|The supposed massacre caused a major turnabout in world diplomacy. US Secretary of State Condoleezza Rice suddenly canceled her plans to fly to Beirut, saying "my work towards a ceasefire is really here [in Jerusalem] today." The implication was clearly that the onus was now upon Israel. French President Jacques Chirac condemned Israel's "unjustified action which demonstrates more than ever the need for an immediate ceasefire," Jordan's King Abdullah called it an "ugly crime," and other world leaders echoed these sentiments.
Though Israel emphasized that Hizbullah was to blame for waging its rocket war against Israel from within a civilian population, Foreign Ministry officials repeated their "deep regret at the loss of innocent life in the campaign against Hizbullah," and were forced to promise a "thorough and comprehensive examination."
However, the incident may have been all one big fraud, staged by Arab elements for the world media in order to lead precisely to the situation described above.
The central piece of evidence leading to this conclusion is the fact, mentioned by IDF officials from the very beginning, that the building collapsed a full seven hours after the Israel Air Force bombing. Why, then, would the residents inside not have been evacuated in the meantime? As Brig.-Gen. Amir Eshel of the Israeli Air Force told reporters Sunday night, "It is difficult for me to believe that they waited eight hours to evacuate it." Without additional evidence, Eshel merely left open the possibility that Hizbullah terrorists, or explosives they left behind, caused the explosion.
"Indeed," writes Robert Spencer for FrontPageMagazine, "it strains credulity that not only did these Lebanese civilians remain in a house that had been bombed for eight hours, but peacefully went to sleep in it after the bombing – since the victims were all apparently sleeping, despite continuing Israeli air bombardment in the area, when the building collapsed."
Gen. Eshel also said that the building was used by Hizbullah to store explosives. This was supported by a letter by Dr. Mounir Herzallah, a southern Lebanese Shiite, who wrote that Hizbullah terrorists came to his town, dug a munitions depot and then built a school and a residence directly over it.
In addition, as Reuven Koret writes for IsraelInsider, the bombing of the area occurred in three waves. The first bombs, according to CNN correspondent Brent Sadler, did not hit the building in question, but rather landed "20 or 30 meters" away. The second strike hit targets further away, and the third strike, around 7:30 in the morning, landed over 400 meters away. The first reports of a collapsed building arrived a half-hour later.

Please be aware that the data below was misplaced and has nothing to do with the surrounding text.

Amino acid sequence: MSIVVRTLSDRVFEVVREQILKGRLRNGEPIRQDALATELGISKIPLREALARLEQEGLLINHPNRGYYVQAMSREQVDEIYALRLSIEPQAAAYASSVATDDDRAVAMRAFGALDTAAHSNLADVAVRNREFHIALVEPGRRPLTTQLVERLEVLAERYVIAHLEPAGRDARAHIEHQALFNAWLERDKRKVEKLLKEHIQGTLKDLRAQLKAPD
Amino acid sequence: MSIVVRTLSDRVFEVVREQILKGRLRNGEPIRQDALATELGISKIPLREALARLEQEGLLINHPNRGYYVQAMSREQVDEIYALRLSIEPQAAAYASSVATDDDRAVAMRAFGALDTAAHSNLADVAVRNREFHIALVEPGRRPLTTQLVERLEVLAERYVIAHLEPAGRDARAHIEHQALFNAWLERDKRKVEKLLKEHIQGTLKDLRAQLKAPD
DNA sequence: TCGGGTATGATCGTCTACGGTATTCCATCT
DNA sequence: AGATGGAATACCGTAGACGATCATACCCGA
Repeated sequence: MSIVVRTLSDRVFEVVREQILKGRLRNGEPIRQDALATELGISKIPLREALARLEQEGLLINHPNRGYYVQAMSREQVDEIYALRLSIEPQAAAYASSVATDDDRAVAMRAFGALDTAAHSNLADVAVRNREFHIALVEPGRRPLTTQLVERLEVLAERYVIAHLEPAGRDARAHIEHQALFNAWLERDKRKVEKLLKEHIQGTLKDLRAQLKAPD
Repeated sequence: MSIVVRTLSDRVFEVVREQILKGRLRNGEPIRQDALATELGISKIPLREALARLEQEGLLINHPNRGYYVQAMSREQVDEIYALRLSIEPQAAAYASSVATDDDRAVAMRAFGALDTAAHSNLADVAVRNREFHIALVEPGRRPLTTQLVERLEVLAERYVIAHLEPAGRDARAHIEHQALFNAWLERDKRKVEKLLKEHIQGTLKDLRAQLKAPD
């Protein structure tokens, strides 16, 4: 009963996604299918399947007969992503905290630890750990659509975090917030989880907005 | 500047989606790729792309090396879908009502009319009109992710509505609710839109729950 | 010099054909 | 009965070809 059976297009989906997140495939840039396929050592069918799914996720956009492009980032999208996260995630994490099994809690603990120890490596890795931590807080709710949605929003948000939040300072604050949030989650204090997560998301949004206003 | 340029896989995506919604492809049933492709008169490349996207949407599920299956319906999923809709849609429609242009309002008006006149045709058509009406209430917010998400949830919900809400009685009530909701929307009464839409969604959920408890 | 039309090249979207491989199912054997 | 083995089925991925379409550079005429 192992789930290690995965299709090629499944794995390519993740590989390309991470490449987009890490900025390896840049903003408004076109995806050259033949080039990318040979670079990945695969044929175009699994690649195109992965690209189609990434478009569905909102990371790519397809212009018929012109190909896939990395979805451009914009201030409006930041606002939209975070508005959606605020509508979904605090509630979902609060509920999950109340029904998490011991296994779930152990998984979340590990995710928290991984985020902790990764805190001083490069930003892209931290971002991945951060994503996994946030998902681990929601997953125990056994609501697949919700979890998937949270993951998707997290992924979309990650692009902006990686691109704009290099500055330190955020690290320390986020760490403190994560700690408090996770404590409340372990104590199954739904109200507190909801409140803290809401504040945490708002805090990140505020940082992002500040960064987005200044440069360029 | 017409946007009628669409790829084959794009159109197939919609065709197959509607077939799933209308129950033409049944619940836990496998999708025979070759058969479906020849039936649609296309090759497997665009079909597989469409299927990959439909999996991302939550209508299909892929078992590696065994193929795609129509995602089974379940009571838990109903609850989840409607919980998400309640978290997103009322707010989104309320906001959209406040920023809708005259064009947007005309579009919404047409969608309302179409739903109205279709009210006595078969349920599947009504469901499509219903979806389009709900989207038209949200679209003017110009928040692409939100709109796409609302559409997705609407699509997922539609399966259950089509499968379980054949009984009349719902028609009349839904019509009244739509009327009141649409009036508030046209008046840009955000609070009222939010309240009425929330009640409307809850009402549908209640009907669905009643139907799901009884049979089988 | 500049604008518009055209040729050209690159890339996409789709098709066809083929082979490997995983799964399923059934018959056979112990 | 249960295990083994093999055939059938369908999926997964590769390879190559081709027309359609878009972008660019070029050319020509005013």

Another CNN correspondent, Ben Wedeman, noted that there was a larger crater next to the building. He observed that the roof of the building was intact and that the building appeared not to have collapsed as a result of the Israeli strike.
Thus, the building was used to store explosives, was apparently not destroyed by the bombing, and sheltered dozens of women and children throughout a night of bombing. The identity of the victims was also not clear, except that they were not the original occupants of the building; a National Public Radio correspondent reported that they had left. "The victims were non-residents who chose to shelter in the building that night," Koret writes, and who were "'too poor' to leave the town, one resident told CNN's Wedeman. Who were these people?"
Hear Koret speak about the Hizbullah manipulation on IsraelNationalRadio.com.
As an aside, the hospital in Tyre, Lebanon, and Human Rights Watch both reported today that 28 people were killed in the Kafr Kana bombing, and not twice that number, as originally reported.
Other facts brought by Koret and Spencer:
* Sometime after dawn a call went out to journalists and rescue workers to come to the scene. Though Hizbullah has been claiming that civilians could not freely flee the scene due to Israeli destruction of bridges and roads, the journalists and rescue teams from nearby Tyre had no problem getting there.
* Lebanese rescue teams did not start evacuating the building until after the camera crews came. The absence of a real rescue effort was explained by saying that equipment was lacking. There were no scenes of live or injured people being extracted.
* There was little blood, CNN's Wedeman noted, concluding that the victims appeared to have died while they were sleeping - despite the thunderous Israeli air attacks. Rescue workers equipped with cameras were removing the bodies from one opening in the collapsed structure, and journalists were not allowed near it.
* Rescue workers carrying the victims on stretchers occasionally flipped up the blankets so that cameras could show the faces and bodies of the dead. But, Koret noted, the ashen-gray faces of the victims gave cause to think that the bodies looked like they had been dead for days.
* Photos of the rescue operation transmitted all over the world are "extremely suspicious," Spencer writes, citing work by EU Referendum showing numerous anomalies in the photos. "Most notably," he writes, "the dating of the various photos suggests that the same bodies were paraded before reporters on different occasions, each time as if they had just been pulled from the rubble. [In addition], some workers are wearing different gear in different photos, yet clearly carrying the same corpse."
* The Christian Lebanese (French-language) website LIBANOSCOPIE has charged that Hizbullah staged the entire incident in order to stimulate calls for a ceasefire, thereby staving off its destruction by Israel and Lebanese plans to rid themselves of this terrorist plague.
Spencer concludes, "Americans and Westerners are not used to dealing with carefully orchestrated and large-scale deception of this kind. It is time that it be recognized as a weapon of warfare, and an extremely potent one at that."